Draw your own symbolic conclusions from this photo choice

This weekend, I was back in my hometown for a childhood friend’s wedding. It was just a coincidence that I ended up spending a lot of time talking about my own. More specifically, how it isn’t happening anytime soon.

I’m not marriage phobic in the grand scheme of things (and am delighted to see my friends getting married to people who are worthy of their awesomeness) but when it comes to my own life, I do find myself defensively approaching the topic on a semi-regular basis–especially where there’s family involved. You see, my family is what one might call “traditional.” More specifically, of the Catholic variety. They know I’ve been with the same parentally-approved partner for several years now, know that at least one of us is gainfully employed (hint: it isn’t me), know that my dad may have alluded to my partner’s future son-in-law status (presumptuous, but fair) after a couple of Miller Genuine Drafts at a recent family reunion, and know that between the two of us, my partner and I are in possession of three university degrees. Narratively, marriage makes sense. Plus, I’m pretty sure all of my family members have seen enough of me over the years to gather that I’m probably not the easiest woman to be with. That I’ve found someone who is not only tolerant of my mood swings and liberal judgeyness, but who actually 1.) is an amazing human being and 2.) CHOOSES to remain with me, well damn! What could I possibly be waiting for? Tie on that ball and chain before dude comes to his senses!

What many of them don’t know is that I’m living in sin (note: if you are my aunt/uncle/grandparent, thanks for reading my blog. I had no idea. Also, surprise!). And, as such, they don’t know how much I like it.

Cohabitation without things being “official” on paper, to me, represents the best of both worlds: the comforts (and reduced living costs) of sharing a space coupled with the outside understanding that you are still your own person, as opposed to one half of a traveling unit. This tends to happen when people get married. Living in sin, not so much.

Another great benefit of putting off the marriage thing is that weddings are expensive. I was discussing this with my uncle a couple of days ago during one of my many recent “why marry?” vs. “why wait?” debates. It went a little something like this:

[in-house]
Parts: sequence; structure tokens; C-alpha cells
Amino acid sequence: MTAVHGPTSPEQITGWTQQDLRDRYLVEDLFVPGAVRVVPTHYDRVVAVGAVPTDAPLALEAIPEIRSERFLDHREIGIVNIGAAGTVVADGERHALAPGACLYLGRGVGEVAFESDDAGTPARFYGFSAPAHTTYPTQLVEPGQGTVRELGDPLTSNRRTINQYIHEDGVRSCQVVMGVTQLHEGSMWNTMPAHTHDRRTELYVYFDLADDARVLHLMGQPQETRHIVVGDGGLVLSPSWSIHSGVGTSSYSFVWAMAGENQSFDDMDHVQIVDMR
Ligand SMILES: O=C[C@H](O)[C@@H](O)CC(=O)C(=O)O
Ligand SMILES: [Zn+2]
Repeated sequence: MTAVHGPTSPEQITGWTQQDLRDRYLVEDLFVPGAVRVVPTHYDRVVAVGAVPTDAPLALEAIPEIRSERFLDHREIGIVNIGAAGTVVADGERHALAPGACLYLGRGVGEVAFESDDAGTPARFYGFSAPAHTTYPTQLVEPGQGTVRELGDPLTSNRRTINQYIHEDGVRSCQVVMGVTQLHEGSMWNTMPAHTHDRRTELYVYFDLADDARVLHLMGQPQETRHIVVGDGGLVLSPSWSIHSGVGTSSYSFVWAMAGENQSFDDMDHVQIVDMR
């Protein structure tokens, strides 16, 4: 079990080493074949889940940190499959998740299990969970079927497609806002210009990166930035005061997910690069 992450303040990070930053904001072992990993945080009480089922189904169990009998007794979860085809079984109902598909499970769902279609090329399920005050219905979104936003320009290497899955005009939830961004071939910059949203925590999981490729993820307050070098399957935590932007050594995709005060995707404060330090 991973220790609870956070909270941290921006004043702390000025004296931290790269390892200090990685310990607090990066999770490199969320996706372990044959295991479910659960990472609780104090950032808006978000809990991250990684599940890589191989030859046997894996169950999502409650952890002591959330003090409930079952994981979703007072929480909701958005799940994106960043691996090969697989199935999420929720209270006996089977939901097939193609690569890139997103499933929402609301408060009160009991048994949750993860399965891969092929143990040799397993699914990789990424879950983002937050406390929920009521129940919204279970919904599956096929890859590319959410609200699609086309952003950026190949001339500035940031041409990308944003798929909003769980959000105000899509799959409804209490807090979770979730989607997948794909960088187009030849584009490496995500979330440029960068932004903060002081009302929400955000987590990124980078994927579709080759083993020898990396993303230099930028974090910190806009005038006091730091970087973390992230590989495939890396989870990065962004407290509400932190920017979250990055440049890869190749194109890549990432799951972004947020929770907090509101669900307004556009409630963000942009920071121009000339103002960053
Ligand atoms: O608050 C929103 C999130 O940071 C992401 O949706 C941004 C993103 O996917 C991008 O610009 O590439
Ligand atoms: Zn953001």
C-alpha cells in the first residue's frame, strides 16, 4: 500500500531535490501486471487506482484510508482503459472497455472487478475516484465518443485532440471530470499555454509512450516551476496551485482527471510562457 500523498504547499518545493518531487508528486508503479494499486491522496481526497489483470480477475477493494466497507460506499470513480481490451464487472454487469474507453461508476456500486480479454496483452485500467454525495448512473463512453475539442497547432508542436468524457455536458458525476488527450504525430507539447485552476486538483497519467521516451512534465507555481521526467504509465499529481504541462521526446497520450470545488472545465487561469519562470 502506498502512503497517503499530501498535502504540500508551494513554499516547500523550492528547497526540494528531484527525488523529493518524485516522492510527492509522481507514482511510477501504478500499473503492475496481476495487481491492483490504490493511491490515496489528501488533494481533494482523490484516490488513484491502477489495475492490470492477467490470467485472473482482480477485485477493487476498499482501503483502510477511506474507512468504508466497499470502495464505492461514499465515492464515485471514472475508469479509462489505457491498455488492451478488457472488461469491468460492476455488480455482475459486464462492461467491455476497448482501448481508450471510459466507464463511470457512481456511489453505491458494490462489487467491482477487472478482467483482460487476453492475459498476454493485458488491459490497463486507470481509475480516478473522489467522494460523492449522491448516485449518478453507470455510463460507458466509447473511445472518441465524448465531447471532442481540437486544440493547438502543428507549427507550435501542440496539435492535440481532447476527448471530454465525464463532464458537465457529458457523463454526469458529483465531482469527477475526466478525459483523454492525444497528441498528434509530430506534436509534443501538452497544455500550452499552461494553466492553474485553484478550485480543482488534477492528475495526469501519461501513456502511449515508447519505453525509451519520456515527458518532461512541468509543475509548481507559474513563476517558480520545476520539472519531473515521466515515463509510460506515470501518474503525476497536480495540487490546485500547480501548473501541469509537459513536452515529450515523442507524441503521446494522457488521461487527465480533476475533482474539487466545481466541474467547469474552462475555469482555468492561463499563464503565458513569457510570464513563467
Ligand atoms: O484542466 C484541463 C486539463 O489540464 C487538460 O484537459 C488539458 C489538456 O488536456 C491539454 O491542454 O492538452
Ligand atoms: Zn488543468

Uncle: “Being married is the best thing in your life. If you know you’ve found the right person, why put it off?”

Me: “Finding yourself! No rush to make babies! Self-actualization! Selfish 20-something blah blah blah! Also, I’m broke! So broke!”

Uncle: “Weddings don’t have to be expensive. They can be small, intimate. Sometimes those are the best kind.”

Me: “Have you seen the size of our family?!?!?!?! Who would I volunteer to exclude? Argh– anxiety attack just thinking about it. BREATHE, KELLI, BREATHE!”

Clearly, this is an issue inside my own head, and I’m not sure if and when I’ll get over it.

Technicalities aside, neither the bf nor I are in a rush to “make it official” because, let’s face it, in this day and age (and, particularly in Canada) you just don’t have to be. People are no longer expected to get married as soon as they’re in their mid-20s and have a few years of shared coupledom under their belts. But, on that same note, I’m not sure if the bf shares my stubborn, adamant aversion to the idea. In fact, I don’t think it’s something he thinks about very much at all, and it’s certainly not something that his (progressive Jewish as opposed to conservative Catholic) extended family is on the edge of their seats for. Which is probably why he’s a whole hell of a lot less neurotic about the issue than I am.

When did this happen? I always made my Barbies get married as a kid. Getting my own tanned-and-dimpled Ken was part of the fairytale narrative I envisioned for myself in between episodes of Full House, so what’s my deal? Is it fear of commitment, or–even more scandalous–fear of monogamy? Yeah, could be, I guess. I think a bigger aspect is what it would mean, symbolically, for me to get married now–which is, that I’m a bona fide grown up with my shit together and all that jazz. And, really, let’s be honest here…